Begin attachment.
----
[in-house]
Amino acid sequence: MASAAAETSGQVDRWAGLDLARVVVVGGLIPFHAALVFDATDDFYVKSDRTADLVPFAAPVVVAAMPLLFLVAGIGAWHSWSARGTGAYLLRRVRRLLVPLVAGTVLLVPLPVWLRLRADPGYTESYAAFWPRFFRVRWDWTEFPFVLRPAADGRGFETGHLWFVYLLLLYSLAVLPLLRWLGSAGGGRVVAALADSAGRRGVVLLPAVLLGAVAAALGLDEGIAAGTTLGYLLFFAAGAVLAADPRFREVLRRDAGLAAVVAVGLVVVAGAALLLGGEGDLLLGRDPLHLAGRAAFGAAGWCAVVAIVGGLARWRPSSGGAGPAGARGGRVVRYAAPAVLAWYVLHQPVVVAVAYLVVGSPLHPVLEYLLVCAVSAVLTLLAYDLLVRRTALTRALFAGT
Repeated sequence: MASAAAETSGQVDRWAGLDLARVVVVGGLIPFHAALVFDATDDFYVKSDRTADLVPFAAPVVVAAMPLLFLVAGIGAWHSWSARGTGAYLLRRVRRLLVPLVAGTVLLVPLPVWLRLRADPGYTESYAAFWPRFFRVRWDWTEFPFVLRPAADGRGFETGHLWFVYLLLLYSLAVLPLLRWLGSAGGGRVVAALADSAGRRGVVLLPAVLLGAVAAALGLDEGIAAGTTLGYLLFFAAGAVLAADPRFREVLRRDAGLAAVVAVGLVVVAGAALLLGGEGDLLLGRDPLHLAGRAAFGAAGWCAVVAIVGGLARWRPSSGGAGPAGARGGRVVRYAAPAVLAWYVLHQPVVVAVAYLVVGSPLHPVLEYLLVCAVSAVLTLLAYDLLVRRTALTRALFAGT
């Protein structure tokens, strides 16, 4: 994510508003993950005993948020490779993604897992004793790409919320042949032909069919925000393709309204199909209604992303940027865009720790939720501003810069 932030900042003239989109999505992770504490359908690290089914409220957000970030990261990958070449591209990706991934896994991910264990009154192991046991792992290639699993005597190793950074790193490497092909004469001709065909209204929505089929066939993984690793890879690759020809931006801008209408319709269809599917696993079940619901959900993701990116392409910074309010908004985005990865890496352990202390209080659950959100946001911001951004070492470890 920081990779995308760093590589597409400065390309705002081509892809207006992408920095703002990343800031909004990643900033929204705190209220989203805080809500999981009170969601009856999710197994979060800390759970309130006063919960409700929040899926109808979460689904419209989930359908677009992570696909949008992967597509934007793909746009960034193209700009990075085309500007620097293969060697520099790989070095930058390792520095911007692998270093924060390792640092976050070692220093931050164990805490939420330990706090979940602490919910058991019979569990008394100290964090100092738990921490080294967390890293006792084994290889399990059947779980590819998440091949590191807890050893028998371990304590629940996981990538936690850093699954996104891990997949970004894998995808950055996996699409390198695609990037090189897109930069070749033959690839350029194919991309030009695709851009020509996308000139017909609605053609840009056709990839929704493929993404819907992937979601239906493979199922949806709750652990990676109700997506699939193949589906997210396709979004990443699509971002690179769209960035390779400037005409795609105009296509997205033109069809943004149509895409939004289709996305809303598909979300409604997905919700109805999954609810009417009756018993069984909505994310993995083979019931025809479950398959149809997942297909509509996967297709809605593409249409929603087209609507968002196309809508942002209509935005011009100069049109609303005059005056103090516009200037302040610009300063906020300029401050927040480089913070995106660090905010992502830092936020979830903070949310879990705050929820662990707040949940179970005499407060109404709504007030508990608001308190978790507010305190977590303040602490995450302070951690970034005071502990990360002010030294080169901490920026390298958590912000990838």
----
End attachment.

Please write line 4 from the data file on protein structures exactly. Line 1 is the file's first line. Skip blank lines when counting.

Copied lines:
């Protein structure tokens, strides 16, 4: 994510508003993950005993948020490779993604897992004793790409919320042949032909069919925000393709309204199909209604992303940027865009720790939720501003810069 932030900042003239989109999505992770504490359908690290089914409220957000970030990261990958070449591209990706991934896994991910264990009154192991046991792992290639699993005597190793950074790193490497092909004469001709065909209204929505089929066939993984690793890879690759020809931006801008209408319709269809599917696993079940619901959900993701990116392409910074309010908004985005990865890496352990202390209080659950959100946001911001951004070492470890 920081990779995308760093590589597409400065390309705002081509892809207006992408920095703002990343800031909004990643900033929204705190209220989203805080809500999981009170969601009856999710197994979060800390759970309130006063919960409700929040899926109808979460689904419209989930359908677009992570696909949008992967597509934007793909746009960034193209700009990075085309500007620097293969060697520099790989070095930058390792520095911007692998270093924060390792640092976050070692220093931050164990805490939420330990706090979940602490919910058991019979569990008394100290964090100092738990921490080294967390890293006792084994290889399990059947779980590819998440091949590191807890050893028998371990304590629940996981990538936690850093699954996104891990997949970004894998995808950055996996699409390198695609990037090189897109930069070749033959690839350029194919991309030009695709851009020509996308000139017909609605053609840009056709990839929704493929993404819907992937979601239906493979199922949806709750652990990676109700997506699939193949589906997210396709979004990443699509971002690179769209960035390779400037005409795609105009296509997205033109069809943004149509895409939004289709996305809303598909979300409604997905919700109805999954609810009417009756018993069984909505994310993995083979019931025809479950398959149809997942297909509509996967297709809605593409249409929603087209609507968002196309809508942002209509935005011009100069049109609303005059005056103090516009200037302040610009300063906020300029401050927040480089913070995106660090905010992502830092936020979830903070949310879990705050929820662990707040949940179970005499407060109404709504007030508990608001308190978790507010305190977590303040602490995450302070951690970034005071502990990360002010030294080169901490920026390298958590912000990838």